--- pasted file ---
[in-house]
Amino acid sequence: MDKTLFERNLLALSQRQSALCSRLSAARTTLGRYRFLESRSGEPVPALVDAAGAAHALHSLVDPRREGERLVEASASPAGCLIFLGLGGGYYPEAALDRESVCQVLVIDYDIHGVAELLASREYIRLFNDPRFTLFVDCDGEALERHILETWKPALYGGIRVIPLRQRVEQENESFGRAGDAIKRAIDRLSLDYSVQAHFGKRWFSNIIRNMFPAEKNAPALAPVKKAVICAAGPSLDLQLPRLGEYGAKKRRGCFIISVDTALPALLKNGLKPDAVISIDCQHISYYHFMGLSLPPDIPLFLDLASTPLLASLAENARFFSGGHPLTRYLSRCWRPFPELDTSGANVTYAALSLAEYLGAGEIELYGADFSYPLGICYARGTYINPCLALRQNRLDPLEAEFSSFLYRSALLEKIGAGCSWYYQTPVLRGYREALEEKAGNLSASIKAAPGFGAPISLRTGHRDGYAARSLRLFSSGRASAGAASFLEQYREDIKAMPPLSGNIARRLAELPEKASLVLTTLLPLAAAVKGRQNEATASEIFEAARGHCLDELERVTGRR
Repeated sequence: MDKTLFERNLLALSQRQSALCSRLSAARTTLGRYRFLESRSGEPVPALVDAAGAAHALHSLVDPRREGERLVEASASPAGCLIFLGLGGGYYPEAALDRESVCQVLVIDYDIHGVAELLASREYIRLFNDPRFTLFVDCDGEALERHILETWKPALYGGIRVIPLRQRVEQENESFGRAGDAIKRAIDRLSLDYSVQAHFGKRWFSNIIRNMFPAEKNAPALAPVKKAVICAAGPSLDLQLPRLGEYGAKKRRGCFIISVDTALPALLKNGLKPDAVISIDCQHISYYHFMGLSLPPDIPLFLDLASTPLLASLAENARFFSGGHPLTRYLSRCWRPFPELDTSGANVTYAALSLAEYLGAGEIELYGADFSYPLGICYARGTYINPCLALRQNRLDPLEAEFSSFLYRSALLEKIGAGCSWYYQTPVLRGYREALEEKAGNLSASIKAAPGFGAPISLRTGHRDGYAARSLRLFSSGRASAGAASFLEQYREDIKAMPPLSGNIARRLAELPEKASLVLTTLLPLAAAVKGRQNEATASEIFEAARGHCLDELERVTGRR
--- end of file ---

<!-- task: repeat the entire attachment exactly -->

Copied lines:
[in-house]
Amino acid sequence: MDKTLFERNLLALSQRQSALCSRLSAARTTLGRYRFLESRSGEPVPALVDAAGAAHALHSLVDPRREGERLVEASASPAGCLIFLGLGGGYYPEAALDRESVCQVLVIDYDIHGVAELLASREYIRLFNDPRFTLFVDCDGEALERHILETWKPALYGGIRVIPLRQRVEQENESFGRAGDAIKRAIDRLSLDYSVQAHFGKRWFSNIIRNMFPAEKNAPALAPVKKAVICAAGPSLDLQLPRLGEYGAKKRRGCFIISVDTALPALLKNGLKPDAVISIDCQHISYYHFMGLSLPPDIPLFLDLASTPLLASLAENARFFSGGHPLTRYLSRCWRPFPELDTSGANVTYAALSLAEYLGAGEIELYGADFSYPLGICYARGTYINPCLALRQNRLDPLEAEFSSFLYRSALLEKIGAGCSWYYQTPVLRGYREALEEKAGNLSASIKAAPGFGAPISLRTGHRDGYAARSLRLFSSGRASAGAASFLEQYREDIKAMPPLSGNIARRLAELPEKASLVLTTLLPLAAAVKGRQNEATASEIFEAARGHCLDELERVTGRR
Repeated sequence: MDKTLFERNLLALSQRQSALCSRLSAARTTLGRYRFLESRSGEPVPALVDAAGAAHALHSLVDPRREGERLVEASASPAGCLIFLGLGGGYYPEAALDRESVCQVLVIDYDIHGVAELLASREYIRLFNDPRFTLFVDCDGEALERHILETWKPALYGGIRVIPLRQRVEQENESFGRAGDAIKRAIDRLSLDYSVQAHFGKRWFSNIIRNMFPAEKNAPALAPVKKAVICAAGPSLDLQLPRLGEYGAKKRRGCFIISVDTALPALLKNGLKPDAVISIDCQHISYYHFMGLSLPPDIPLFLDLASTPLLASLAENARFFSGGHPLTRYLSRCWRPFPELDTSGANVTYAALSLAEYLGAGEIELYGADFSYPLGICYARGTYINPCLALRQNRLDPLEAEFSSFLYRSALLEKIGAGCSWYYQTPVLRGYREALEEKAGNLSASIKAAPGFGAPISLRTGHRDGYAARSLRLFSSGRASAGAASFLEQYREDIKAMPPLSGNIARRLAELPEKASLVLTTLLPLAAAVKGRQNEATASEIFEAARGHCLDELERVTGRR